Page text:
Author: Harry Cochrane

Harry Cochrane is a jobbing man of letters from Northumberland. When he’s not penning his own poetry, Harry’s busy reviewing other people’s verses for The Times Literary Supplement, teaching English, translating, and commenting on opera as The Florentine’s resident reviewer.
March 24, 2020
LIFESTYLE

Exiled inside: parallels with Dante Alighieri

For the moment, we settle into a different exile, the one that really matters, and that is our personal severance from all society.
CULTURE

Dante Revisited

        I entered my old home like one entranced. Quaresima was almost ticked away. “What Lenten diet, how much have they renounced?”   I wondered, “they’ve even given up day- light.” For the streets were bare of men and women, save one who stood before me in the way.   “You don’t […]
March 17, 2020
LIFESTYLE

Retreat into your home, not into yourself

I was at a birthday party when the news came through. Italy was under lockdown. It was 11pm or so. Buoyed by other people’s wine and other people’s cigarette fumes—I have always been the most passive of smokers—I took it with gung-ho optimism. Well, social gatherings might be banned, but that’s exactly what we’re having […]
March 11, 2020
CULTURE

Leigh Hunt: “the wit in the dungeon”

When people speak of the British Romantic poets who made a home of Tuscany, the name of Leigh Hunt is often neglected. The Italian stories of Percy Shelley, Mary Shelley and Lord Byron are far better known. But this son of a clergyman, as founder and editor of a radical journal called The Examiner, made—even […]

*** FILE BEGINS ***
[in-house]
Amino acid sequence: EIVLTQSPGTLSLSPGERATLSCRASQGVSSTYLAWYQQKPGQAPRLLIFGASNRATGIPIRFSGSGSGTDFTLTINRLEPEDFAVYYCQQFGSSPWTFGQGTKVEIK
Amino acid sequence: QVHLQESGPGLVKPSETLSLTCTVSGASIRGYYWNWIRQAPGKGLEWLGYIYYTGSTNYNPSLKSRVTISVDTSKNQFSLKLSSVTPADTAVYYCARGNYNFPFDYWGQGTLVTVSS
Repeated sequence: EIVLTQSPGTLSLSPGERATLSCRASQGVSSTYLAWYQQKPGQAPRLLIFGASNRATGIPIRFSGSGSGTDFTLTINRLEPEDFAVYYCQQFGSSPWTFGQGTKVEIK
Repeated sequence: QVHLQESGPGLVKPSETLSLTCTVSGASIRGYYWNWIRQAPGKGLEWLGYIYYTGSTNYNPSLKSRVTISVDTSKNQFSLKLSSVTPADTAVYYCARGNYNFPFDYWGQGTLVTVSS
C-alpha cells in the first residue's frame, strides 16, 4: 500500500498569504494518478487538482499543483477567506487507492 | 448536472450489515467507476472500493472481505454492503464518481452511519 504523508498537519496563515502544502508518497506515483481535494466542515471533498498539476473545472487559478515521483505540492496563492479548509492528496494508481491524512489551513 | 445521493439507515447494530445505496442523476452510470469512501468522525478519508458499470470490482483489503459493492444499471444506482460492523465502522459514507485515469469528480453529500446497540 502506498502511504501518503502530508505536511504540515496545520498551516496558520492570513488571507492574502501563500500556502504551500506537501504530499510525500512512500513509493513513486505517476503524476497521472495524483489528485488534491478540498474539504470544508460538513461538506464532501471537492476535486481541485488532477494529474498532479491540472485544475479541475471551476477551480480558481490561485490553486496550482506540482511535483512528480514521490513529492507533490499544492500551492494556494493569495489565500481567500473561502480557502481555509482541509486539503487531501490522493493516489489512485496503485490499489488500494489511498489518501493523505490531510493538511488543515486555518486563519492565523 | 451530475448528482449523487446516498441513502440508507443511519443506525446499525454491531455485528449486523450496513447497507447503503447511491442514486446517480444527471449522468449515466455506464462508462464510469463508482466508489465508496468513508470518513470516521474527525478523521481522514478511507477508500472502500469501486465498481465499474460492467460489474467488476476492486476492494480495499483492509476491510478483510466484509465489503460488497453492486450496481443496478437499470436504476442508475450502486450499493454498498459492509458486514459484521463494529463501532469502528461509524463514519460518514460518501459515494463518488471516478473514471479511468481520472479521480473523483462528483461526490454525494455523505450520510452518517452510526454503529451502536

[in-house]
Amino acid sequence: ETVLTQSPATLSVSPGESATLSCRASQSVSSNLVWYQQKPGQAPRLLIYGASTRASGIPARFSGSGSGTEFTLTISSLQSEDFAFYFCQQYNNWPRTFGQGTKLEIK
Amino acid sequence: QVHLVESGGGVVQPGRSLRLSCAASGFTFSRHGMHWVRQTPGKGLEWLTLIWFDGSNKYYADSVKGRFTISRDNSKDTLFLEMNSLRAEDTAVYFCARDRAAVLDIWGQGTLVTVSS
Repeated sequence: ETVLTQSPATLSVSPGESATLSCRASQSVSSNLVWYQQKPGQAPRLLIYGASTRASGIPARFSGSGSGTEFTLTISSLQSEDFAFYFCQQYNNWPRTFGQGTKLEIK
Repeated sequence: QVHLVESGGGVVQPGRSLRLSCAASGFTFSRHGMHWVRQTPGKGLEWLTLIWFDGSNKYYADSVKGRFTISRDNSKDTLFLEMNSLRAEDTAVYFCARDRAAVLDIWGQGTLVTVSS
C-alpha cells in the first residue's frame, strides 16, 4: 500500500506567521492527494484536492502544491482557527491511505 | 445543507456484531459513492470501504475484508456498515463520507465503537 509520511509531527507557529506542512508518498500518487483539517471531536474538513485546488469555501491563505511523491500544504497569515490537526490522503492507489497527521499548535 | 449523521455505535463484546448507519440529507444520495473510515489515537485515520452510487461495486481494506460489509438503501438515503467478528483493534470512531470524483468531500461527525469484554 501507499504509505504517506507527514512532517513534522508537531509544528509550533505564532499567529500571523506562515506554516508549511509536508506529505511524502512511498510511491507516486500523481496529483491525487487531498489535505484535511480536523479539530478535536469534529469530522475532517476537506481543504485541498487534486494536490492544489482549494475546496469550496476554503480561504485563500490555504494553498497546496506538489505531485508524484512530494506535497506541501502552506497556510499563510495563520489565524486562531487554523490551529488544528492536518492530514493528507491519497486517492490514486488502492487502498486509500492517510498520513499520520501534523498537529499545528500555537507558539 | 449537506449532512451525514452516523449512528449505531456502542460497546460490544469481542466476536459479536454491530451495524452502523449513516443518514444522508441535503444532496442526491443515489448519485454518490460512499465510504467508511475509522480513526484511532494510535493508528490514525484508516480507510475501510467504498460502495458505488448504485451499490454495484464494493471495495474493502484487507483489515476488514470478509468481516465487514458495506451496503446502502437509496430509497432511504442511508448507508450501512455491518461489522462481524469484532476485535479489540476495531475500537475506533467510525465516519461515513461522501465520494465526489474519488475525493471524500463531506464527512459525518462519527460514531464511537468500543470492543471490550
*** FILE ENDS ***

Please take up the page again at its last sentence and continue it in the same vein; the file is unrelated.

February 26, 2020
CULTURE

Dante’s Inferno as limericks and comics

Good Friday, 1300. Dante wakes up in the middle of a dark wood, and is found by the Roman poet Virgil, who has been tasked with showing him what happens to the souls who stray. Dante and Virgil enter the gates of hell and pass the Apathetic, who were neither enough for God nor bad […]
February 25, 2020
CULTURE

Digesting Dante

Think back to Dante’s lifetime (1265–1321) and count the number of foodstuffs that were unknown to him or his Italy: potatoes, tomatoes, chocolate and maize, to name but a few. Yet somehow the Sommo Poeta was never short of alimentary metaphors when writing about an afterworld where no one needs to eat, but where plenty […]
January 8, 2020
TRAVEL

Stationary

Say “Florence train station” and you mean Santa Maria Novella, and for the vast majority of tourists this thronging, thriving terminus might as well be the city’s only. It makes sense that development should be aimed here: with its 19 platforms—a couple of them out on a limb—and its underground shopping gallery, SMN is clearly […]
January 2, 2020
CULTURE

Opera review: La Bohème

Until January 5, Maggio Musicale Fiorentino stages Bruno Ravella’s and João Carvalho Aboim’s production of Puccini’s classic Christmas opera, a story of love, hunger and roofs-over-heads in fin-de-siècle Paris. Peopled by penniless, sensitive and starry-eyed students, its themes need no updating, which lets Angela Giulia Toso and Tiziano Santi go hammer-and-tongs at period costumes and […]
December 4, 2019
LIFESTYLE

Flea-ing the piazza

Late October saw the official opening of the new Mercato delle Pulci, or flea market, in largo Annigoni. Nearly four years have passed since the stalls were moved from piazza dei Ciompi, which they had occupied for more than six decades, but until last month their housing in the clearing near the Sant’Ambrogio market was […]
December 3, 2019
CULTURE

Opera review: Puccini’s Il Trittico

The music critic Edward Joseph Dent did not think the one-act opera a successful genre. He recognised only two famous and successful examples, Pagliacci and Cavalleria Rusticana, and even they were only acceptable if performed together. It is little surprise, then, that Puccini’s Il Trittico (The Tryptych) is rarely staged in full, for of its […]